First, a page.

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We are a worldwide social network of freethinkers, atheists, agnostics and secular humanists.

Information

World History

A group about World History so that I do not end up spamming my USA and Non USA News Group

Location: #culture
Members: 18
Latest Activity: Jul 7

Discussion Forum

How the British Divided Up the Arab World

Started by Hope. Last reply by Chris Oct 15, 2016. 7 Replies

How the British Divided Up the Arab WorldThe development of the modern nation states throughout the Arab world is a fascinating and heartbreaking process. 100 years ago, most Arabs were part of the…Continue

Tags: Arab, World, Up, Divided, the

History Snippets

Started by Doone has Fremdschämen. Last reply by May the Big Bang RIP Oct 12, 2016. 3 Replies

AN AMERICAN CREATION STORYby Akim ReinhardtThere is scientific evidence indicating that Asiatic peoples migrated…Continue

Tags: Snippets, History

Old Time Religion and Buildings

Started by Doone has Fremdschämen. Last reply by Onyango Makagutu Nov 30, 2012. 1 Reply

Tatev Monastery - Tatev, ArmeniaThe Tatev monastery once played a notable role in the advancement of medieval Armenian culture when it housed the University of Tatev in the 14th and 15th…Continue

Tags: Buildings, and, Religion, Time, Old

THE FALL OF THE ROMAN EMPIRE AND THE RISE OF ISLAM

Started by Doone has Fremdschämen. Last reply by Doone has Fremdschämen Jul 11, 2012. 2 Replies

THE FALL OF THE ROMAN EMPIRE AND THE RISE OF ISLAMTom Holland in The Guardian:Whenever modern civilisations…Continue

Tags: AND, RISE, ISLAM, EMPIRE, ROMAN

Comment Wall

Nice Comment

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Comment by Chris on July 7, 2018 at 2:53am

Images for ancient Roman multipurpose tool link.

1,800-Year-Old Roman Multitool

What have the Romans ever done for us? Well, it turns out that back somewhere between A.D 201 to 300, a clever Roman, probably named MacGyvericus, invented the multitool. And not just some weird, old-fashioned multitool, either. MacGyvericus' tool is startlingly similar to the modern Swiss Army Knife, now part of the collection of the Fitzwilliam Museum in Cambridge, England.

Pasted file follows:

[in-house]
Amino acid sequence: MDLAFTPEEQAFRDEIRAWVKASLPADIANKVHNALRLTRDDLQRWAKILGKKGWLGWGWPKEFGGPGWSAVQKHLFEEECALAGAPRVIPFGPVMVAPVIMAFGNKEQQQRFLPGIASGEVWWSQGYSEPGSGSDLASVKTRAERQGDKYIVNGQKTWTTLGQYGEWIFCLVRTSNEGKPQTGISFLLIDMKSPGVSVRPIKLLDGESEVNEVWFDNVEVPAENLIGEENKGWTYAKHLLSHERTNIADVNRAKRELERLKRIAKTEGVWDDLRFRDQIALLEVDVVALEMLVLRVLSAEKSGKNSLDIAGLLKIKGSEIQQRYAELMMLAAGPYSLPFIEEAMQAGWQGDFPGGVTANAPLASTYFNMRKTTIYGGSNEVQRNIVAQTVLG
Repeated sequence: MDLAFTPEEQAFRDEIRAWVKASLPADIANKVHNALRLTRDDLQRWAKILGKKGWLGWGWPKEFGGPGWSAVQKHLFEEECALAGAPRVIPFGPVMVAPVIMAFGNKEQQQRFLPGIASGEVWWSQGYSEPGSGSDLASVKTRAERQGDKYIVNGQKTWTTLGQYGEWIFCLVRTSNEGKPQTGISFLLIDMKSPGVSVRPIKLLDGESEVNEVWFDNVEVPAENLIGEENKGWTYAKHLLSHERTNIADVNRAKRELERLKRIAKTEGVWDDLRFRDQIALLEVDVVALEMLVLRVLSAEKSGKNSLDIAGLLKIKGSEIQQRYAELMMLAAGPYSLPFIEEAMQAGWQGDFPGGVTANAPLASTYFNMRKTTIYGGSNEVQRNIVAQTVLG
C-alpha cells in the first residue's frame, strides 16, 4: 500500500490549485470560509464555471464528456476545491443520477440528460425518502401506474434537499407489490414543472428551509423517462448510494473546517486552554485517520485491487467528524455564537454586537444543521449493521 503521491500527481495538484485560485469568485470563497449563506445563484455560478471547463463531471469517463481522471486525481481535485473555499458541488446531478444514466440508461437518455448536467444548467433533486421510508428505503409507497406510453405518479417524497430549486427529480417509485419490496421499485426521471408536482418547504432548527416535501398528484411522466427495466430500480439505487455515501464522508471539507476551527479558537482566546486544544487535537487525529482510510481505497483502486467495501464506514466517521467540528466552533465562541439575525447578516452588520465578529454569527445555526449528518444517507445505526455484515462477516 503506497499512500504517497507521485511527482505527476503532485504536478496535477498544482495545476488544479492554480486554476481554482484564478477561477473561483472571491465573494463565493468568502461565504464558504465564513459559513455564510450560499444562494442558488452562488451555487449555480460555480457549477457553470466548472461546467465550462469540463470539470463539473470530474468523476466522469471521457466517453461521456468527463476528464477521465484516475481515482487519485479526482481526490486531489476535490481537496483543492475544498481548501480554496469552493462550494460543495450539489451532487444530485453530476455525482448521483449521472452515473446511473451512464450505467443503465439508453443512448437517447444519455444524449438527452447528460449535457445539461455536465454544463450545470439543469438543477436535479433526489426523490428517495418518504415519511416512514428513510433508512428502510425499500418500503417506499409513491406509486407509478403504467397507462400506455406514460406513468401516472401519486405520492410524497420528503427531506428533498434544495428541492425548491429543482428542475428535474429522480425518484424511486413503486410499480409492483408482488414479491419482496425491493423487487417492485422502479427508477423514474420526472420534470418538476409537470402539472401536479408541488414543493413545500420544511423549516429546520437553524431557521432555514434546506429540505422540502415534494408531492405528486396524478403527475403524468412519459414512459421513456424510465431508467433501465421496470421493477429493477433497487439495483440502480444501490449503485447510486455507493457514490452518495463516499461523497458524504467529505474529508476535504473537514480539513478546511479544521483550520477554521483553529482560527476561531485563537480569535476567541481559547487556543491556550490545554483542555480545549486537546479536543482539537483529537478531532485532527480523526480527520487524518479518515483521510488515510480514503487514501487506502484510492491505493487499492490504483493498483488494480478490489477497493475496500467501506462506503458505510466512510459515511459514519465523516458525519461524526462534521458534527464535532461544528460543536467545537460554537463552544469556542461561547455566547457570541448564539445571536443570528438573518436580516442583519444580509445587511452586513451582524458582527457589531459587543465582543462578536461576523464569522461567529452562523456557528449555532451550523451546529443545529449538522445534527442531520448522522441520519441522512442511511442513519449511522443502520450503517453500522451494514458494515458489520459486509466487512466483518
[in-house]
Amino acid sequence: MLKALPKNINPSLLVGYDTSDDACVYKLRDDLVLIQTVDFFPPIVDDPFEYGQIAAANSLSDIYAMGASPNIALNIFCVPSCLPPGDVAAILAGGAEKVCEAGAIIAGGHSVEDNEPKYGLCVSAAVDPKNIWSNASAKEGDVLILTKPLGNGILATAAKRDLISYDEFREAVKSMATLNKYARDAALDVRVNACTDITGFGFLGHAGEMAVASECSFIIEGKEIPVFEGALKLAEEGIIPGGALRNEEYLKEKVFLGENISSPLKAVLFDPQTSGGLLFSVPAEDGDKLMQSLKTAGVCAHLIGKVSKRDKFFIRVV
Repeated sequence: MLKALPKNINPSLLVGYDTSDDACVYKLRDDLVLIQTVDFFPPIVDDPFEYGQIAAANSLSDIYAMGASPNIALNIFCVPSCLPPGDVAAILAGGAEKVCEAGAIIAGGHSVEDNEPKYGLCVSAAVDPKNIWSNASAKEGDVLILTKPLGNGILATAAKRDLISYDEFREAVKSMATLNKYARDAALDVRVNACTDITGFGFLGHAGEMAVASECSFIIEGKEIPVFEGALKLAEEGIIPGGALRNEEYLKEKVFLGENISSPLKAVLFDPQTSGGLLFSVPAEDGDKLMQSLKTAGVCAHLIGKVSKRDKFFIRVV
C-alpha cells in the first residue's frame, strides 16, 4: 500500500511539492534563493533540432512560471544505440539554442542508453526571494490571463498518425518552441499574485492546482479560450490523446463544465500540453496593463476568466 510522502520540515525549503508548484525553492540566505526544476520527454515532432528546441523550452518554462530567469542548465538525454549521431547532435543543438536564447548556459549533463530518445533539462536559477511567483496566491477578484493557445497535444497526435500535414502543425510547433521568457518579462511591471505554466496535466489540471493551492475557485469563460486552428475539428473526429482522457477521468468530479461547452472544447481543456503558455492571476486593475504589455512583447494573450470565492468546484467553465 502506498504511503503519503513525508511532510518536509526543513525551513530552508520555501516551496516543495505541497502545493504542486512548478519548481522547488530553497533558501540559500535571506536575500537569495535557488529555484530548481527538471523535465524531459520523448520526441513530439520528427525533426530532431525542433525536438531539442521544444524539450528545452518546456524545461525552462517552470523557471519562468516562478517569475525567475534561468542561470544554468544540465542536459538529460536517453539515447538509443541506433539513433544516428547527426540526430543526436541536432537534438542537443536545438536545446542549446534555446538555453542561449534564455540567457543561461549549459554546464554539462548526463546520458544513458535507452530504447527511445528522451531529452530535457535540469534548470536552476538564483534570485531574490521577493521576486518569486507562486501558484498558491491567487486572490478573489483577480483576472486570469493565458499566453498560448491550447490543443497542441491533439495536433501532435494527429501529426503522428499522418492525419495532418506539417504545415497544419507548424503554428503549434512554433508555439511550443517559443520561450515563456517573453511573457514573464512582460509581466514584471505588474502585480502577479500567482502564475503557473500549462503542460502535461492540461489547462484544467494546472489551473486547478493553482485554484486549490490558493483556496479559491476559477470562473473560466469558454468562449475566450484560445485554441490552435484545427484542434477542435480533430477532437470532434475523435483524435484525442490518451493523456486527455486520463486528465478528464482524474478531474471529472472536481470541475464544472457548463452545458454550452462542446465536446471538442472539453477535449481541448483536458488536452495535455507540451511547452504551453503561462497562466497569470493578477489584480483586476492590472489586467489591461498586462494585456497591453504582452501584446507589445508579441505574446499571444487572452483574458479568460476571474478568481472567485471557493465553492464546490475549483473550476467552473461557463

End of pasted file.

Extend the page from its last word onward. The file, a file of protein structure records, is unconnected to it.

Like the common Swiss tool, the Roman version has a lot of foldaway implements stowed inside: a knife, spike, pick, fork and a spatula. Unlike the modern-day equivalent, the Roman Army Knife has a useful spoon on the end, making it likely that this iron and silver artifact, found in somewhere in the Mediterranean countries, was meant for eating with.

What it is is 100 percent awesome, and just makes me love the Romans even more. Sure, they invaded and occupied my home country and occupied it for years, but they brought with them central heating and civilization, two things that England lacked back then. When the Romans left, the country slipped back into dark times, where it became insular and xenophobic, and it remains so today. At least, though, the cold and rainy nation still has central heating and folding knives, although the latter is now used primarily by gangs of marauding teenagers as they roam the rainy twilight streets in search of old people to stab.

Roman Multi-Tool [Fitzwilliam Museum via Neatorama]

Photo: Fitzwilliam Museum

More in the following link.

images for ancient roman multipurpose tool

Comment by Chris on July 7, 2018 at 2:43am

What have the Romans ever done for us?

To drop a few, dual pane windows, and concrete.

Comment by Chris on July 6, 2018 at 5:22am

There was a King Tutankhamun archeological exhibit that came through here I went to.

I was sadly disappointed.

For example the gold figurine depicted by the photograph made it look as though it was  the tomb.  The gold figurine was  less than 12" long.